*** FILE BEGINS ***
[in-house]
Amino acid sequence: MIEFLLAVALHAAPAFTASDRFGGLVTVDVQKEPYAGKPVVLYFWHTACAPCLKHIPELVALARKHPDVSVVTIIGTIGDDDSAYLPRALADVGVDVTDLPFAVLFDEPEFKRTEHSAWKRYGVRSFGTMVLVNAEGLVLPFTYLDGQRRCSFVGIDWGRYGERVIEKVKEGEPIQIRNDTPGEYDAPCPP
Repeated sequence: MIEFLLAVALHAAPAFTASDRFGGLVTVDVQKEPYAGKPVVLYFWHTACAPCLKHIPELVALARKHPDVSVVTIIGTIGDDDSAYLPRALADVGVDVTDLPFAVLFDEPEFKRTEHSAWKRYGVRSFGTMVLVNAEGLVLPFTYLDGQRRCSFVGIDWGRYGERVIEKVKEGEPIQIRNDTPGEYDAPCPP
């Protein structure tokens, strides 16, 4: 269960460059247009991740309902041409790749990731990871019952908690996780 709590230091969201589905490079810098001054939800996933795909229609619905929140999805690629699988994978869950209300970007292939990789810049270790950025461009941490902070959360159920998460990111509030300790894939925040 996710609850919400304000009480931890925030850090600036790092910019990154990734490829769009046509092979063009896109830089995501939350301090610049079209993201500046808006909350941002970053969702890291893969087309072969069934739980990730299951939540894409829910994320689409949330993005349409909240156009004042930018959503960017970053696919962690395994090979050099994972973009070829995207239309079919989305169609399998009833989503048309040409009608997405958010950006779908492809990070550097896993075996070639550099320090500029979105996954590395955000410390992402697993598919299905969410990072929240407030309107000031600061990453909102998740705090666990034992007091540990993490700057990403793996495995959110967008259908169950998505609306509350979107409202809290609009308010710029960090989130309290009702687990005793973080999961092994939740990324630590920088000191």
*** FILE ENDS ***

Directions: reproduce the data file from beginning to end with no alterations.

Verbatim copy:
[in-house]
Amino acid sequence: MIEFLLAVALHAAPAFTASDRFGGLVTVDVQKEPYAGKPVVLYFWHTACAPCLKHIPELVALARKHPDVSVVTIIGTIGDDDSAYLPRALADVGVDVTDLPFAVLFDEPEFKRTEHSAWKRYGVRSFGTMVLVNAEGLVLPFTYLDGQRRCSFVGIDWGRYGERVIEKVKEGEPIQIRNDTPGEYDAPCPP
Repeated sequence: MIEFLLAVALHAAPAFTASDRFGGLVTVDVQKEPYAGKPVVLYFWHTACAPCLKHIPELVALARKHPDVSVVTIIGTIGDDDSAYLPRALADVGVDVTDLPFAVLFDEPEFKRTEHSAWKRYGVRSFGTMVLVNAEGLVLPFTYLDGQRRCSFVGIDWGRYGERVIEKVKEGEPIQIRNDTPGEYDAPCPP
């Protein structure tokens, strides 16, 4: 269960460059247009991740309902041409790749990731990871019952908690996780 709590230091969201589905490079810098001054939800996933795909229609619905929140999805690629699988994978869950209300970007292939990789810049270790950025461009941490902070959360159920998460990111509030300790894939925040 996710609850919400304000009480931890925030850090600036790092910019990154990734490829769009046509092979063009896109830089995501939350301090610049079209993201500046808006909350941002970053969702890291893969087309072969069934739980990730299951939540894409829910994320689409949330993005349409909240156009004042930018959503960017970053696919962690395994090979050099994972973009070829995207239309079919989305169609399998009833989503048309040409009608997405958010950006779908492809990070550097896993075996070639550099320090500029979105996954590395955000410390992402697993598919299905969410990072929240407030309107000031600061990453909102998740705090666990034992007091540990993490700057990403793996495995959110967008259908169950998505609306509350979107409202809290609009308010710029960090989130309290009702687990005793973080999961092994939740990324630590920088000191």